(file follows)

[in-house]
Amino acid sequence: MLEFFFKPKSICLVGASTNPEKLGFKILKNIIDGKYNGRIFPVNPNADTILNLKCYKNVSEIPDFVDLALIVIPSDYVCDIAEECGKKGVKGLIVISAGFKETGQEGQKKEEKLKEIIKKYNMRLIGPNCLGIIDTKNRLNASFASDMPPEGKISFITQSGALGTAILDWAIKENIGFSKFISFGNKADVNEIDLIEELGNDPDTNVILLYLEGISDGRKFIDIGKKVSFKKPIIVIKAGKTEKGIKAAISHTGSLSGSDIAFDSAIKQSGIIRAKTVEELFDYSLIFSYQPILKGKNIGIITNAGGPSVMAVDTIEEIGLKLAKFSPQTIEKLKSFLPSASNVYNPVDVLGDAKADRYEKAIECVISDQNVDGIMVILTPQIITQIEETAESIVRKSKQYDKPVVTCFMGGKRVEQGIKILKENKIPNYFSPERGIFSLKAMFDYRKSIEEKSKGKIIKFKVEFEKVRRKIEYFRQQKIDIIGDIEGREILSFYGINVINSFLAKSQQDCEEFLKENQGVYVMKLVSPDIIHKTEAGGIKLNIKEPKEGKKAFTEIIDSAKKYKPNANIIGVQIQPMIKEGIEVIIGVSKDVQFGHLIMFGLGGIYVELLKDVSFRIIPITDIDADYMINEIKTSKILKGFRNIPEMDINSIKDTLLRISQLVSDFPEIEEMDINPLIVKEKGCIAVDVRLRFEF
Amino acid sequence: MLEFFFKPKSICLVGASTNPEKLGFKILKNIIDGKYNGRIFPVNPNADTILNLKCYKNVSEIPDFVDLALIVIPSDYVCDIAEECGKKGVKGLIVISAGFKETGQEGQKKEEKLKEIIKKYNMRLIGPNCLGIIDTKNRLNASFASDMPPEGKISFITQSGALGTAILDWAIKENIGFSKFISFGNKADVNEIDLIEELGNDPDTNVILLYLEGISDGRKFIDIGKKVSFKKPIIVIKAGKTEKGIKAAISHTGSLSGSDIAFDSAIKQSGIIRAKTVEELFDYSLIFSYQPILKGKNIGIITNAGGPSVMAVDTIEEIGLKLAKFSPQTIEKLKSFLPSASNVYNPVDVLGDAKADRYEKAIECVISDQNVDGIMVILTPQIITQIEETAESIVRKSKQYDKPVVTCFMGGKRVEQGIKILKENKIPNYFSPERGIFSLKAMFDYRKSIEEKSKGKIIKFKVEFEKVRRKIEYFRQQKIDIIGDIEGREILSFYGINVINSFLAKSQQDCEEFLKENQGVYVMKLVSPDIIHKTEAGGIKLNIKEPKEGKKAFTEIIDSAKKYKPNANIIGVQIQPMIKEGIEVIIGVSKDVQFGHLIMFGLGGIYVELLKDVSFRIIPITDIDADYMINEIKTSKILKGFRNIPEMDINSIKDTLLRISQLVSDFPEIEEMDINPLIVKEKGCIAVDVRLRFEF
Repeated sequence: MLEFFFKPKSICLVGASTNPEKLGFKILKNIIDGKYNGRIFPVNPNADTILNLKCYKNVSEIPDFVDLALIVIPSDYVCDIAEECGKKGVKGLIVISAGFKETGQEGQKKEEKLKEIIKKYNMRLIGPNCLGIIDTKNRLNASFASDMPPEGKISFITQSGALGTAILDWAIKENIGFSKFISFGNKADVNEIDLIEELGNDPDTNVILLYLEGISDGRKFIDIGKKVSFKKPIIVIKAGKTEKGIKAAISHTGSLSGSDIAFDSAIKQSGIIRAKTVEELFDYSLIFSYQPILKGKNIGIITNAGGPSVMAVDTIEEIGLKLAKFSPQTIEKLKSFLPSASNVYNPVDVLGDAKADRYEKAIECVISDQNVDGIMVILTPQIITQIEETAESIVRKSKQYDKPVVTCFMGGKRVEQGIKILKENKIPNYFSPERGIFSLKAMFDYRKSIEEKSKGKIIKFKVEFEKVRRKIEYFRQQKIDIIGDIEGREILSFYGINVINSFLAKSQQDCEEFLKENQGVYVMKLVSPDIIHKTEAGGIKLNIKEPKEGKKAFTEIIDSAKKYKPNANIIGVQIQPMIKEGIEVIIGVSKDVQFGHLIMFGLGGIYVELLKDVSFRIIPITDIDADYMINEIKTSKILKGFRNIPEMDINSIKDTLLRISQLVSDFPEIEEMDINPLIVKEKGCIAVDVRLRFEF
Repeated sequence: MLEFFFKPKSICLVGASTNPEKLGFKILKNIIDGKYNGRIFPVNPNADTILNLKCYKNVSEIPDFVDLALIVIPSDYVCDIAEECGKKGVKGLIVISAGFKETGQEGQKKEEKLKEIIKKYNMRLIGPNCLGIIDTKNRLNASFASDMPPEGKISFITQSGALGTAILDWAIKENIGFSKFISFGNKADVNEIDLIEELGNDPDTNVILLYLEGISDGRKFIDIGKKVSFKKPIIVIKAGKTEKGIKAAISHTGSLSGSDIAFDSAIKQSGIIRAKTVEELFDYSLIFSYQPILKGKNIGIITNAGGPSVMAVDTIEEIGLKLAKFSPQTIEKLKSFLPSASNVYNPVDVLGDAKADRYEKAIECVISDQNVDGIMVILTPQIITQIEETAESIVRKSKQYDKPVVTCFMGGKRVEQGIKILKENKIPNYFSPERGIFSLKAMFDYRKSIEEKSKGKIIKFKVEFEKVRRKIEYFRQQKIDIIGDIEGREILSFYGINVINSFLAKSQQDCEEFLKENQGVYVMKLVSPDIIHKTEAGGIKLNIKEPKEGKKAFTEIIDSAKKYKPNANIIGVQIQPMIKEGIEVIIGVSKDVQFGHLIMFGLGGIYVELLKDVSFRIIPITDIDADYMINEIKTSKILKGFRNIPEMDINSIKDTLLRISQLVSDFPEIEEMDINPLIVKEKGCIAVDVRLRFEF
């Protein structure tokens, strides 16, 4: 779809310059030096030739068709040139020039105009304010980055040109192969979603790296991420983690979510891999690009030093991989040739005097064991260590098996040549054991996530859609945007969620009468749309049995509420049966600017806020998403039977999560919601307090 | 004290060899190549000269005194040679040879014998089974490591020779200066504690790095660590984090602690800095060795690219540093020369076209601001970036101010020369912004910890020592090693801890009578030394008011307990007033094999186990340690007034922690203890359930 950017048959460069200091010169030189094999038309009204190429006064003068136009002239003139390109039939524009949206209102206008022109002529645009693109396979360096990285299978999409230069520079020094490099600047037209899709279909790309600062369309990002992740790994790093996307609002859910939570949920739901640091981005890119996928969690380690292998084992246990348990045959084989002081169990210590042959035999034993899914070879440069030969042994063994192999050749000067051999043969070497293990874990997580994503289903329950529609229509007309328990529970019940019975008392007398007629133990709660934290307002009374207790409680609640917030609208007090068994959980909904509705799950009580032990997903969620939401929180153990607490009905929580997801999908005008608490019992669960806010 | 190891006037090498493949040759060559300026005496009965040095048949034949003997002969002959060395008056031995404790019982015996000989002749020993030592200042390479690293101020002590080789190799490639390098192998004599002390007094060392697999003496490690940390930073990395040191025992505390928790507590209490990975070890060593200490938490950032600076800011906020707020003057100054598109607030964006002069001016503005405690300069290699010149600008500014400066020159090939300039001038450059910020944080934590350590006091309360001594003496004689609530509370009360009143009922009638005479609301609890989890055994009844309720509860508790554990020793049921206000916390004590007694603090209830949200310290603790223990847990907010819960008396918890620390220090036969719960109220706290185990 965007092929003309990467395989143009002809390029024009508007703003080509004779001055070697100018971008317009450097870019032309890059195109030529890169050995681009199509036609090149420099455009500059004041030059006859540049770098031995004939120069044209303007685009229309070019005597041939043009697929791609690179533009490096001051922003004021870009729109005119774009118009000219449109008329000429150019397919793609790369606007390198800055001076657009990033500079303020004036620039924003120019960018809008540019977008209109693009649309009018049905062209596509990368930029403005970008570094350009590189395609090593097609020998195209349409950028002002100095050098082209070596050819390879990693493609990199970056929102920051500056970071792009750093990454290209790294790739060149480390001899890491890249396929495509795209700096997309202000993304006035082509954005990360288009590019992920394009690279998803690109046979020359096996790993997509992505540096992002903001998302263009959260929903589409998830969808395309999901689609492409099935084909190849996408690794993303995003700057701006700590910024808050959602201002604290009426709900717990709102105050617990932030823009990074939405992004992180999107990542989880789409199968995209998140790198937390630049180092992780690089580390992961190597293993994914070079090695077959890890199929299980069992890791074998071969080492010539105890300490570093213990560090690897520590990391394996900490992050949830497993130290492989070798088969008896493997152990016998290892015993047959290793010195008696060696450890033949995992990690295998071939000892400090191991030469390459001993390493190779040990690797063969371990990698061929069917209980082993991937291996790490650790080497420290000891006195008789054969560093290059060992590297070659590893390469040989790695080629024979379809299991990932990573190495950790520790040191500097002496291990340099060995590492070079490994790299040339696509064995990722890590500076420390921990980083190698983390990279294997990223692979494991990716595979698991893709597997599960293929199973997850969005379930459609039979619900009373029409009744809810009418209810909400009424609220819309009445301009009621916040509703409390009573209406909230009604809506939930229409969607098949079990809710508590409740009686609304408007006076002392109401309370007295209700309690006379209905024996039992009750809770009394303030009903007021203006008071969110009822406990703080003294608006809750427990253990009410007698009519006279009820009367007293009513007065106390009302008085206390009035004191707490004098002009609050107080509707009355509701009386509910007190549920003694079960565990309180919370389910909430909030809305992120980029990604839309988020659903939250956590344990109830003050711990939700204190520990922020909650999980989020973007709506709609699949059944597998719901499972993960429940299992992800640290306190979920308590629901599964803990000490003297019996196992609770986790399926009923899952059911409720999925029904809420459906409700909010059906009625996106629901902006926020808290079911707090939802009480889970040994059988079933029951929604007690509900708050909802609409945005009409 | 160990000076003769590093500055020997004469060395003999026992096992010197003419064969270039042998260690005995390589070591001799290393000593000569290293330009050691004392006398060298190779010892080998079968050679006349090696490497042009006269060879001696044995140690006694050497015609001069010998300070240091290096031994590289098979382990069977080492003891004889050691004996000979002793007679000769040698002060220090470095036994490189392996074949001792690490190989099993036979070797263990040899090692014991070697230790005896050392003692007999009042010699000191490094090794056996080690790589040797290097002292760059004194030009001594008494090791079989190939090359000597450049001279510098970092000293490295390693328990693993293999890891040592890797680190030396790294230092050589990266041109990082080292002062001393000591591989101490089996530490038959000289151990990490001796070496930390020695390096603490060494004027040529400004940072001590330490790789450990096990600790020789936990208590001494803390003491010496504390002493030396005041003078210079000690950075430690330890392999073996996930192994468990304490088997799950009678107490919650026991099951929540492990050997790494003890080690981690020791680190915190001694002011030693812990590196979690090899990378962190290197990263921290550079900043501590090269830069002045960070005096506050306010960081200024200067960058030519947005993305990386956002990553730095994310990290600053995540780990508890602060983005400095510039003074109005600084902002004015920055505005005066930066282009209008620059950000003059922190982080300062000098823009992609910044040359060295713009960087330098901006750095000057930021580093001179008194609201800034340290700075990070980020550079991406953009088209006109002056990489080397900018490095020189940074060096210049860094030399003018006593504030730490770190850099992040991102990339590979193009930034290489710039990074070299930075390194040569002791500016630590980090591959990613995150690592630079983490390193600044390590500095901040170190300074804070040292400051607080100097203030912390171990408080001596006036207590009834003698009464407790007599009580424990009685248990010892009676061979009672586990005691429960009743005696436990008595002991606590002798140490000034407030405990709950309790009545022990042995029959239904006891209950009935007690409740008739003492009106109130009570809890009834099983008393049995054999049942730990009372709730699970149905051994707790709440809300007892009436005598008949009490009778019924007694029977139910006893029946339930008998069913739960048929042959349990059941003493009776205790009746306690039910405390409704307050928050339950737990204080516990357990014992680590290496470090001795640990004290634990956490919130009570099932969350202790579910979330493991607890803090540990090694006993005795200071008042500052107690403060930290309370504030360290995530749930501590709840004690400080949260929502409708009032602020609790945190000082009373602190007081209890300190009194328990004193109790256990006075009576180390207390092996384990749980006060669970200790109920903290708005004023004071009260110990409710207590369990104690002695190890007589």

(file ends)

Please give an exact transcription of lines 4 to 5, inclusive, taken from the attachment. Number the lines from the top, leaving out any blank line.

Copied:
Repeated sequence: MLEFFFKPKSICLVGASTNPEKLGFKILKNIIDGKYNGRIFPVNPNADTILNLKCYKNVSEIPDFVDLALIVIPSDYVCDIAEECGKKGVKGLIVISAGFKETGQEGQKKEEKLKEIIKKYNMRLIGPNCLGIIDTKNRLNASFASDMPPEGKISFITQSGALGTAILDWAIKENIGFSKFISFGNKADVNEIDLIEELGNDPDTNVILLYLEGISDGRKFIDIGKKVSFKKPIIVIKAGKTEKGIKAAISHTGSLSGSDIAFDSAIKQSGIIRAKTVEELFDYSLIFSYQPILKGKNIGIITNAGGPSVMAVDTIEEIGLKLAKFSPQTIEKLKSFLPSASNVYNPVDVLGDAKADRYEKAIECVISDQNVDGIMVILTPQIITQIEETAESIVRKSKQYDKPVVTCFMGGKRVEQGIKILKENKIPNYFSPERGIFSLKAMFDYRKSIEEKSKGKIIKFKVEFEKVRRKIEYFRQQKIDIIGDIEGREILSFYGINVINSFLAKSQQDCEEFLKENQGVYVMKLVSPDIIHKTEAGGIKLNIKEPKEGKKAFTEIIDSAKKYKPNANIIGVQIQPMIKEGIEVIIGVSKDVQFGHLIMFGLGGIYVELLKDVSFRIIPITDIDADYMINEIKTSKILKGFRNIPEMDINSIKDTLLRISQLVSDFPEIEEMDINPLIVKEKGCIAVDVRLRFEF
Repeated sequence: MLEFFFKPKSICLVGASTNPEKLGFKILKNIIDGKYNGRIFPVNPNADTILNLKCYKNVSEIPDFVDLALIVIPSDYVCDIAEECGKKGVKGLIVISAGFKETGQEGQKKEEKLKEIIKKYNMRLIGPNCLGIIDTKNRLNASFASDMPPEGKISFITQSGALGTAILDWAIKENIGFSKFISFGNKADVNEIDLIEELGNDPDTNVILLYLEGISDGRKFIDIGKKVSFKKPIIVIKAGKTEKGIKAAISHTGSLSGSDIAFDSAIKQSGIIRAKTVEELFDYSLIFSYQPILKGKNIGIITNAGGPSVMAVDTIEEIGLKLAKFSPQTIEKLKSFLPSASNVYNPVDVLGDAKADRYEKAIECVISDQNVDGIMVILTPQIITQIEETAESIVRKSKQYDKPVVTCFMGGKRVEQGIKILKENKIPNYFSPERGIFSLKAMFDYRKSIEEKSKGKIIKFKVEFEKVRRKIEYFRQQKIDIIGDIEGREILSFYGINVINSFLAKSQQDCEEFLKENQGVYVMKLVSPDIIHKTEAGGIKLNIKEPKEGKKAFTEIIDSAKKYKPNANIIGVQIQPMIKEGIEVIIGVSKDVQFGHLIMFGLGGIYVELLKDVSFRIIPITDIDADYMINEIKTSKILKGFRNIPEMDINSIKDTLLRISQLVSDFPEIEEMDINPLIVKEKGCIAVDVRLRFEF